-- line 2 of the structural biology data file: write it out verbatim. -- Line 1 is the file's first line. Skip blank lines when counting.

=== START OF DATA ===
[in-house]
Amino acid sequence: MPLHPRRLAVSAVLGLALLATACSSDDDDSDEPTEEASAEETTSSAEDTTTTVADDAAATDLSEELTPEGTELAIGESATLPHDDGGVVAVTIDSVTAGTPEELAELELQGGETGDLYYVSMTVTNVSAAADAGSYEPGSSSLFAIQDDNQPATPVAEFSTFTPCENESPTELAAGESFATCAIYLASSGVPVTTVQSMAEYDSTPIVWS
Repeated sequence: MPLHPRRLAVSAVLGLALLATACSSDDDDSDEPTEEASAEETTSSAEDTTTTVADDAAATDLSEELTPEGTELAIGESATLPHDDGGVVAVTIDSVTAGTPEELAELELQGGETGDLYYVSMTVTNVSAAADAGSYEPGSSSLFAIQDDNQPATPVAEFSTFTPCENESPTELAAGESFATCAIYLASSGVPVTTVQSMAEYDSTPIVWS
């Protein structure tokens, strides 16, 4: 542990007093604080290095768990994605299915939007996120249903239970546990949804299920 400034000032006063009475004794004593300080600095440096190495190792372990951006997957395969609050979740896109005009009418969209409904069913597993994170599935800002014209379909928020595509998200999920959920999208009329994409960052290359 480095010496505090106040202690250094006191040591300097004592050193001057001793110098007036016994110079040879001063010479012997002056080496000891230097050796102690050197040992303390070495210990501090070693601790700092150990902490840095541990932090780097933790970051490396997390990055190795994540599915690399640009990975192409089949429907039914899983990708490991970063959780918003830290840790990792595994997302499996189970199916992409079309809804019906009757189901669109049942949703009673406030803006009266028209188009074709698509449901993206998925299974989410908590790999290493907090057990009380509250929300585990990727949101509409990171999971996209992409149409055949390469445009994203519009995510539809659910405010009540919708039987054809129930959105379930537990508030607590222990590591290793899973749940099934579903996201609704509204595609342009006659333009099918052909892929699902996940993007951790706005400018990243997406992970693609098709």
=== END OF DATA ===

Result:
Amino acid sequence: MPLHPRRLAVSAVLGLALLATACSSDDDDSDEPTEEASAEETTSSAEDTTTTVADDAAATDLSEELTPEGTELAIGESATLPHDDGGVVAVTIDSVTAGTPEELAELELQGGETGDLYYVSMTVTNVSAAADAGSYEPGSSSLFAIQDDNQPATPVAEFSTFTPCENESPTELAAGESFATCAIYLASSGVPVTTVQSMAEYDSTPIVWS